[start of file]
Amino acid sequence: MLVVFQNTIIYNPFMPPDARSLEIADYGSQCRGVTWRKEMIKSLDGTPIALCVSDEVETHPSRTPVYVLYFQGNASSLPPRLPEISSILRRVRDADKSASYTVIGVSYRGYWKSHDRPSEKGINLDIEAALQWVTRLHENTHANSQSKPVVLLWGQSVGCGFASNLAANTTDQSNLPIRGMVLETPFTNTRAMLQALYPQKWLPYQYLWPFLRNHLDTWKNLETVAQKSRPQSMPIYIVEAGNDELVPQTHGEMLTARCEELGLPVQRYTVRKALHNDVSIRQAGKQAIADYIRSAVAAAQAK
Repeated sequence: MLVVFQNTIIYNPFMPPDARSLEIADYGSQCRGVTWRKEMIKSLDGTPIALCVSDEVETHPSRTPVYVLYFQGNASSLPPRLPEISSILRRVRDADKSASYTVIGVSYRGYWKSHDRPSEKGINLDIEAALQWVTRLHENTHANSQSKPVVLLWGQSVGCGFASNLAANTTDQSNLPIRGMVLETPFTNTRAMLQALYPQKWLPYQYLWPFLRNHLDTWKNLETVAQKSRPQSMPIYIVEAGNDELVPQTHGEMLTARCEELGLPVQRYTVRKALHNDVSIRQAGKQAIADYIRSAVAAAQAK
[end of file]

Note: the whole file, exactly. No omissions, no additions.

Amino acid sequence: MLVVFQNTIIYNPFMPPDARSLEIADYGSQCRGVTWRKEMIKSLDGTPIALCVSDEVETHPSRTPVYVLYFQGNASSLPPRLPEISSILRRVRDADKSASYTVIGVSYRGYWKSHDRPSEKGINLDIEAALQWVTRLHENTHANSQSKPVVLLWGQSVGCGFASNLAANTTDQSNLPIRGMVLETPFTNTRAMLQALYPQKWLPYQYLWPFLRNHLDTWKNLETVAQKSRPQSMPIYIVEAGNDELVPQTHGEMLTARCEELGLPVQRYTVRKALHNDVSIRQAGKQAIADYIRSAVAAAQAK
Repeated sequence: MLVVFQNTIIYNPFMPPDARSLEIADYGSQCRGVTWRKEMIKSLDGTPIALCVSDEVETHPSRTPVYVLYFQGNASSLPPRLPEISSILRRVRDADKSASYTVIGVSYRGYWKSHDRPSEKGINLDIEAALQWVTRLHENTHANSQSKPVVLLWGQSVGCGFASNLAANTTDQSNLPIRGMVLETPFTNTRAMLQALYPQKWLPYQYLWPFLRNHLDTWKNLETVAQKSRPQSMPIYIVEAGNDELVPQTHGEMLTARCEELGLPVQRYTVRKALHNDVSIRQAGKQAIADYIRSAVAAAQAK